Staff at Cúnamh Adoption Services, formerly known as the Catholic Protection & Rescue Society of Ireland, have spoken of their "sadness" and "huge disappointment" at its closure after 106 years.
The new Adoption (Information and Tracing) Bill, once enacted, will vest all future rights and responsibilities for adoption information and trace services solely in State agencies.
In light of this, Cúnamh announced in March 2018 that it was to close at the end of this year. Its files were transferred to the Adoption Authority of Ireland in mid-December, and it ceased operations on December 20th.
Cúnamh chairman Tom Young said "the sadness is the fact that we were not able to successfully influence the direction of the draft Bill to enable us or an organisation like us to continue to provide the services we do on a professional basis".
“We would have been happy for that to be done on the basis of a service agreement with, for example Tusla, who could be responsible for having oversight of us, making sure that we were operating to the appropriate standards. Bear in mind we are regulated and have been regulated and accredited by the Adoption Authority of Ireland.”
Julie Kerins, secretary and principal social worker at Cúnamh, said it was a huge disappointment that they could influence the legislation .
“I think we were doing it to the best of our ability and I think it’s also important there would be a choice of service provider out there.”
With the agency since 1992, she pointed out they had been regulated since legal adoption came in in 1953.
“And we had to become accredited again under the 2010 Adoption Act. So I think we’re good at what we do and we’re passionate about what we do and I suppose at the end of the day a decision was made and then it was about looking at who was going to take our service.”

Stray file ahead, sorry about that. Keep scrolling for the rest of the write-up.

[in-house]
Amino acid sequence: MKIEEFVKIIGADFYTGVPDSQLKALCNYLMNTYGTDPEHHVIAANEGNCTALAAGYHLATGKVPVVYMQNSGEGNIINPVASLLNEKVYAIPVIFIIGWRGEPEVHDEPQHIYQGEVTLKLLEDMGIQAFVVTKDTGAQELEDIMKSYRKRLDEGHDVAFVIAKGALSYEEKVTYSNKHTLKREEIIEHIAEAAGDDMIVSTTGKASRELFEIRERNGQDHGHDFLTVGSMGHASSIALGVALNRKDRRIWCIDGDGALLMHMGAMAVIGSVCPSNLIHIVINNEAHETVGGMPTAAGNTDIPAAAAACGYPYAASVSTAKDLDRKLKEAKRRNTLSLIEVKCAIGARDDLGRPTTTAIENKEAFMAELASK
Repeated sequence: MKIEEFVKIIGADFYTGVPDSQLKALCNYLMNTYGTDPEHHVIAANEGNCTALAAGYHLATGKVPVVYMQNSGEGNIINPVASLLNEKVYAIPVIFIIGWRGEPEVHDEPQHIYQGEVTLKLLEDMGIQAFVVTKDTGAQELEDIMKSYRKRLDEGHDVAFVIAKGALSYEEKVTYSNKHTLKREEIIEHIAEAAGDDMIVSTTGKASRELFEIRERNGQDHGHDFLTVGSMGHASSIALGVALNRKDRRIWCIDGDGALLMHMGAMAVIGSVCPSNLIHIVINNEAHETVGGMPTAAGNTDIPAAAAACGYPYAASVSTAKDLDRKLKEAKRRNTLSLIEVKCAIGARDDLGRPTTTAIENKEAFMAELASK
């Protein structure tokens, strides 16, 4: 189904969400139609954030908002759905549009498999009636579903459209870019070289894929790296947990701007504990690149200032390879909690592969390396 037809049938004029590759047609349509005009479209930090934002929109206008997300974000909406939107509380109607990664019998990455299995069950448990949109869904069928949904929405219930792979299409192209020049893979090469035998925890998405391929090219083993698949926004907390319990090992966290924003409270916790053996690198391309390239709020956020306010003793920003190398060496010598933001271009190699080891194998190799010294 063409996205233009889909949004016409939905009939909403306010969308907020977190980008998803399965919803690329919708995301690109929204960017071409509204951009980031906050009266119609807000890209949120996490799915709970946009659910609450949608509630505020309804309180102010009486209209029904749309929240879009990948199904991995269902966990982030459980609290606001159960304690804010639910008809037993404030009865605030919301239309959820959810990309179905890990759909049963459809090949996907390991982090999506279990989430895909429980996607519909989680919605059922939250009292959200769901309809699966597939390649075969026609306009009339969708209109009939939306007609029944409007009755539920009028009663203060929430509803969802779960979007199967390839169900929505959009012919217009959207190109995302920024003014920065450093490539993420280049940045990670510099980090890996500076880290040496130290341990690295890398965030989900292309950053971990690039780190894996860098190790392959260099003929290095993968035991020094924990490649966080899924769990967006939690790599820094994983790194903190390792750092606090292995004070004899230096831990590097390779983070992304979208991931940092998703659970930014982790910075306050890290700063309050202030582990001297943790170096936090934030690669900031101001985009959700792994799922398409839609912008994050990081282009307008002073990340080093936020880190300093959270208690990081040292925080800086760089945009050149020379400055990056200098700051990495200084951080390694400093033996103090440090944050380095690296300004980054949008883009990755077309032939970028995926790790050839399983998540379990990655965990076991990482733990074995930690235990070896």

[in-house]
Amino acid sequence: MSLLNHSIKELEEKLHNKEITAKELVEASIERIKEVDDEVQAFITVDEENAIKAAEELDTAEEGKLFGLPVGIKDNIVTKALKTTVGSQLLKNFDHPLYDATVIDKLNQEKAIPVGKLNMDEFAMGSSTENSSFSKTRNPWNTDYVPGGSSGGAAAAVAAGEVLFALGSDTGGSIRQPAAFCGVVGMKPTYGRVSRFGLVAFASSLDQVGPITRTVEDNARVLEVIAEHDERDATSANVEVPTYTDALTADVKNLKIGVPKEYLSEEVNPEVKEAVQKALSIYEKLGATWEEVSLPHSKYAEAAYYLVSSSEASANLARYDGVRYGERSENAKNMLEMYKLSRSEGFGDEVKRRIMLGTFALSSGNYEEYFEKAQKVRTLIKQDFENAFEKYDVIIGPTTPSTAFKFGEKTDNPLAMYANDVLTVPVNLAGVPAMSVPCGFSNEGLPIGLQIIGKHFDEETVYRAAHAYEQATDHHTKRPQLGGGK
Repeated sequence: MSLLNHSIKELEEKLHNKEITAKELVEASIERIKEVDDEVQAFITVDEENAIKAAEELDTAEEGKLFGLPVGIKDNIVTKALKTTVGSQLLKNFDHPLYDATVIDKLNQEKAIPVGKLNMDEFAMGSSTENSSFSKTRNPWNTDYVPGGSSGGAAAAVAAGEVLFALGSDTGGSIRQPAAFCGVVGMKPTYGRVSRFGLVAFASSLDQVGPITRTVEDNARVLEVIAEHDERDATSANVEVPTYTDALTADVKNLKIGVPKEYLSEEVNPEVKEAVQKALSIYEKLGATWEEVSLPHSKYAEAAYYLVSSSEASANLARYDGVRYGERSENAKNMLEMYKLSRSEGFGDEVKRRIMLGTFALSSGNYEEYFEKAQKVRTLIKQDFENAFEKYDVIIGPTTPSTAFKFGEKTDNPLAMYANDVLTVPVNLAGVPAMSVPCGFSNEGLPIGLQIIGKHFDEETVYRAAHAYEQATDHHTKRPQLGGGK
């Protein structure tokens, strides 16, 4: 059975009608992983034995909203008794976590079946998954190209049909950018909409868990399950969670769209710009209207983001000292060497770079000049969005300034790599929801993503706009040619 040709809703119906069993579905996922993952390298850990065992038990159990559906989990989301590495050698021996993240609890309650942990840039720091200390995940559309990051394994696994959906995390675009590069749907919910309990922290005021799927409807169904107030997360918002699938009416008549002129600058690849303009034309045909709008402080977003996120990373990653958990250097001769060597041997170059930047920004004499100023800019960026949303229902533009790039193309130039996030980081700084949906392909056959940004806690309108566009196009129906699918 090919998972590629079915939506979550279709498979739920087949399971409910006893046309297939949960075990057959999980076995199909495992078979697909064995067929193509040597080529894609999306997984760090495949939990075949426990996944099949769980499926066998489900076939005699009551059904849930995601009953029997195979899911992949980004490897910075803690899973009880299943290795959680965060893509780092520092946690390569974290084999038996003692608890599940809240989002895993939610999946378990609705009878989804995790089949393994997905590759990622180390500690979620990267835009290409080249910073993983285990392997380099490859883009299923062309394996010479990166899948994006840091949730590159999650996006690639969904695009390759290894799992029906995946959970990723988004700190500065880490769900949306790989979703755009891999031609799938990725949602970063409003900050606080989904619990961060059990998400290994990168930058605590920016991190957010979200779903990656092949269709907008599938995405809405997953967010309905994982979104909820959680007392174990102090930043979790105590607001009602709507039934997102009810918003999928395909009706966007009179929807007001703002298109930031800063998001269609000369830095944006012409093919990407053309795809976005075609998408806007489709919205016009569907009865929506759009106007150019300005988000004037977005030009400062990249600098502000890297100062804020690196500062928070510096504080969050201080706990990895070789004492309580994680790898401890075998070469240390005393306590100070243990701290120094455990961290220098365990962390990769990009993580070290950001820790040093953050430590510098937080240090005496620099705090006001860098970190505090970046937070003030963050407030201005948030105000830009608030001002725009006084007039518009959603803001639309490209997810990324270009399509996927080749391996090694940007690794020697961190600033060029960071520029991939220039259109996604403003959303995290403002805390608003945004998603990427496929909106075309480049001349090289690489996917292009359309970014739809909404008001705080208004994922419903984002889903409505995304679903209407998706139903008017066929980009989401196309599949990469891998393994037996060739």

She said the one positive was that service provision was going to be given and it was “not just about the transfer of records”.
“That’s very satisfying, that we can say to our clients yes, you will receive a service. It will be continued,” she said.
The agency had 10 staff, some part -time, seven social workers, three in administration.
“We’re being made redundant. We have to look for work, those of us who need to look for work,” said Ms Kerins.
As to whether there was a role for them in the new context, she said, “that would be up to the service providers , if they were to look in terms of taking on staff. I would like to think that they would, because we have a lot of experience here and it would be a shame to lose that experience.”
Ms Kerins said she was “very fortunate and honoured” recently to have had a reunion between a birth mother and her daughter.
“The daughter is now 25 and I worked with that birth mother when she was pregnant. So I actually have had a relationship with her for 25 years,” she said.
“She has found it extremely difficult that this agency is not going to be here for her. She says that if she needs a service in the future it will be like starting all over again with somebody new, which would be difficult.”